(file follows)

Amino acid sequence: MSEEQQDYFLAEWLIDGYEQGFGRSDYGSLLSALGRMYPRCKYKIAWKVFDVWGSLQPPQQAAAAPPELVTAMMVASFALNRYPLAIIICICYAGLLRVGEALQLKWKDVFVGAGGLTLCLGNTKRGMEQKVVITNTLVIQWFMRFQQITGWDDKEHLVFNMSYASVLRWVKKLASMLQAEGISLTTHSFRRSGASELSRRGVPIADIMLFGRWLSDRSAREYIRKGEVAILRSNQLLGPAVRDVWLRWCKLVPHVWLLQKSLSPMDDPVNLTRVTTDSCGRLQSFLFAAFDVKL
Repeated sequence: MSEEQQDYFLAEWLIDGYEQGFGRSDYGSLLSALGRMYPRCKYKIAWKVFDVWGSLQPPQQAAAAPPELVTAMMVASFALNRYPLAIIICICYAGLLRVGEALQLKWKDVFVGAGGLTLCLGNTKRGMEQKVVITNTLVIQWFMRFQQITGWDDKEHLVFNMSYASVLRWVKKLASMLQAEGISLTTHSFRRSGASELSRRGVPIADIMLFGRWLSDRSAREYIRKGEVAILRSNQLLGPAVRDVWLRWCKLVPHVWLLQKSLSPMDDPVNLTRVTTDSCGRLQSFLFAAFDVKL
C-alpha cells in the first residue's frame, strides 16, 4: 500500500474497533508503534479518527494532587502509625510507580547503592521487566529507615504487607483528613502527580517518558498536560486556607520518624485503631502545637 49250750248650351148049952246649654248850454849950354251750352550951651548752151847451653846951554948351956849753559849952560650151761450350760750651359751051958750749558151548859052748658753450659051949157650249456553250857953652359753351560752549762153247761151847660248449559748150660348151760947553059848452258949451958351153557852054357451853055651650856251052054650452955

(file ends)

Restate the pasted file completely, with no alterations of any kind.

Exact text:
Amino acid sequence: MSEEQQDYFLAEWLIDGYEQGFGRSDYGSLLSALGRMYPRCKYKIAWKVFDVWGSLQPPQQAAAAPPELVTAMMVASFALNRYPLAIIICICYAGLLRVGEALQLKWKDVFVGAGGLTLCLGNTKRGMEQKVVITNTLVIQWFMRFQQITGWDDKEHLVFNMSYASVLRWVKKLASMLQAEGISLTTHSFRRSGASELSRRGVPIADIMLFGRWLSDRSAREYIRKGEVAILRSNQLLGPAVRDVWLRWCKLVPHVWLLQKSLSPMDDPVNLTRVTTDSCGRLQSFLFAAFDVKL
Repeated sequence: MSEEQQDYFLAEWLIDGYEQGFGRSDYGSLLSALGRMYPRCKYKIAWKVFDVWGSLQPPQQAAAAPPELVTAMMVASFALNRYPLAIIICICYAGLLRVGEALQLKWKDVFVGAGGLTLCLGNTKRGMEQKVVITNTLVIQWFMRFQQITGWDDKEHLVFNMSYASVLRWVKKLASMLQAEGISLTTHSFRRSGASELSRRGVPIADIMLFGRWLSDRSAREYIRKGEVAILRSNQLLGPAVRDVWLRWCKLVPHVWLLQKSLSPMDDPVNLTRVTTDSCGRLQSFLFAAFDVKL
C-alpha cells in the first residue's frame, strides 16, 4: 500500500474497533508503534479518527494532587502509625510507580547503592521487566529507615504487607483528613502527580517518558498536560486556607520518624485503631502545637 49250750248650351148049952246649654248850454849950354251750352550951651548752151847451653846951554948351956849753559849952560650151761450350760750651359751051958750749558151548859052748658753450659051949157650249456553250857953652359753351560752549762153247761151847660248449559748150660348151760947553059848452258949451958351153557852054357451853055651650856251052054650452955